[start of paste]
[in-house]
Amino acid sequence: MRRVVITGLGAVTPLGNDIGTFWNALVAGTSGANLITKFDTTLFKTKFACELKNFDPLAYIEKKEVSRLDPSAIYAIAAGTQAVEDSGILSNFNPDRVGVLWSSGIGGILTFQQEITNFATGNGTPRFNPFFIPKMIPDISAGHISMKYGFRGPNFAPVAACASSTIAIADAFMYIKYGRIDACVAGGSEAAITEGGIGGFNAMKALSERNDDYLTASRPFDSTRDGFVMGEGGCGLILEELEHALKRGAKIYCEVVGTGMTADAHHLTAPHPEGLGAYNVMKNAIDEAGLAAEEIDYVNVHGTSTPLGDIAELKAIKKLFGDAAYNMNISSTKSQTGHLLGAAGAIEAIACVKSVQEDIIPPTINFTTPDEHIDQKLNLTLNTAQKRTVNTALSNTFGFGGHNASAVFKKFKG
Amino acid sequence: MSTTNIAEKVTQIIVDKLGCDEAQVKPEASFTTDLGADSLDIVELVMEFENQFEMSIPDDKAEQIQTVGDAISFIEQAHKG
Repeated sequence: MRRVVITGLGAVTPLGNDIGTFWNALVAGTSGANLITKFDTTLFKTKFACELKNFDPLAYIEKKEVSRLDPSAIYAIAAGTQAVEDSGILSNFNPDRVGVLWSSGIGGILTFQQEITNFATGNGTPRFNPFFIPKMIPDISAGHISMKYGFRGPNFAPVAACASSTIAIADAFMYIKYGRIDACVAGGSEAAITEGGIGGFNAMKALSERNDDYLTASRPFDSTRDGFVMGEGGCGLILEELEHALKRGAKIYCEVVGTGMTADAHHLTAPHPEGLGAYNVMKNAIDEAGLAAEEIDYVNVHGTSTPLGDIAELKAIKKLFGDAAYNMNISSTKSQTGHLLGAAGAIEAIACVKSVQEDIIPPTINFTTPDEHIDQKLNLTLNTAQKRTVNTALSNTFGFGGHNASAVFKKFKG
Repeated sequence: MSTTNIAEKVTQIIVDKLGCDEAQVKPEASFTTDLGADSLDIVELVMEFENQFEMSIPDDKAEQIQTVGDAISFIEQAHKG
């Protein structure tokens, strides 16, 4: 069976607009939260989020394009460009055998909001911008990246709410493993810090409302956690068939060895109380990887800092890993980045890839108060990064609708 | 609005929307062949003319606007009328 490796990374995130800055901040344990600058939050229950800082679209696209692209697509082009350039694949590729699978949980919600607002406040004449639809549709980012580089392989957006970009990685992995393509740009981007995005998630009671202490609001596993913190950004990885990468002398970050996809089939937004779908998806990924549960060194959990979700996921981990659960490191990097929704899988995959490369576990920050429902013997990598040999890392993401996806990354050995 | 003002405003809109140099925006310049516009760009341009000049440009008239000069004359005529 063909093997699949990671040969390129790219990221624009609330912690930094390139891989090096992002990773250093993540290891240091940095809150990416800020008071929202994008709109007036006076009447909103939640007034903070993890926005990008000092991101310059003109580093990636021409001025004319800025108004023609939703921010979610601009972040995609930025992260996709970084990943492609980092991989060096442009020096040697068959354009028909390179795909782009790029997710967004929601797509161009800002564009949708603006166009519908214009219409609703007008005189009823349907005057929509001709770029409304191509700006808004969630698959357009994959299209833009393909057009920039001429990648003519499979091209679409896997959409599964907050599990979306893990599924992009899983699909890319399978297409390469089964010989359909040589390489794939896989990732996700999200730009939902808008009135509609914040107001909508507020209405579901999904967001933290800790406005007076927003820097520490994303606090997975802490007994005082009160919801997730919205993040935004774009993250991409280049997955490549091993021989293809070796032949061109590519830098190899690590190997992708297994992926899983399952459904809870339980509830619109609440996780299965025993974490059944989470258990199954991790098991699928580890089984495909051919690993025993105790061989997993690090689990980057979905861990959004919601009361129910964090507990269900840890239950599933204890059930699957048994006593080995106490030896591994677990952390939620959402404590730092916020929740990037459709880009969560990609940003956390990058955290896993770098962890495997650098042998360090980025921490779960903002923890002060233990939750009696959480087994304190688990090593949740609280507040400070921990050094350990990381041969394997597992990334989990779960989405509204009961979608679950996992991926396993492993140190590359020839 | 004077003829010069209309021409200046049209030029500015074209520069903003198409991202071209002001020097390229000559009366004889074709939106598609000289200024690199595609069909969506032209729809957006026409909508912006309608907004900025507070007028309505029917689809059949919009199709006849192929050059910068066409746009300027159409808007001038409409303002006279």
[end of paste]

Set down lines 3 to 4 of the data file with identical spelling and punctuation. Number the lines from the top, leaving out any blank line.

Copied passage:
Amino acid sequence: MSTTNIAEKVTQIIVDKLGCDEAQVKPEASFTTDLGADSLDIVELVMEFENQFEMSIPDDKAEQIQTVGDAISFIEQAHKG
Repeated sequence: MRRVVITGLGAVTPLGNDIGTFWNALVAGTSGANLITKFDTTLFKTKFACELKNFDPLAYIEKKEVSRLDPSAIYAIAAGTQAVEDSGILSNFNPDRVGVLWSSGIGGILTFQQEITNFATGNGTPRFNPFFIPKMIPDISAGHISMKYGFRGPNFAPVAACASSTIAIADAFMYIKYGRIDACVAGGSEAAITEGGIGGFNAMKALSERNDDYLTASRPFDSTRDGFVMGEGGCGLILEELEHALKRGAKIYCEVVGTGMTADAHHLTAPHPEGLGAYNVMKNAIDEAGLAAEEIDYVNVHGTSTPLGDIAELKAIKKLFGDAAYNMNISSTKSQTGHLLGAAGAIEAIACVKSVQEDIIPPTINFTTPDEHIDQKLNLTLNTAQKRTVNTALSNTFGFGGHNASAVFKKFKG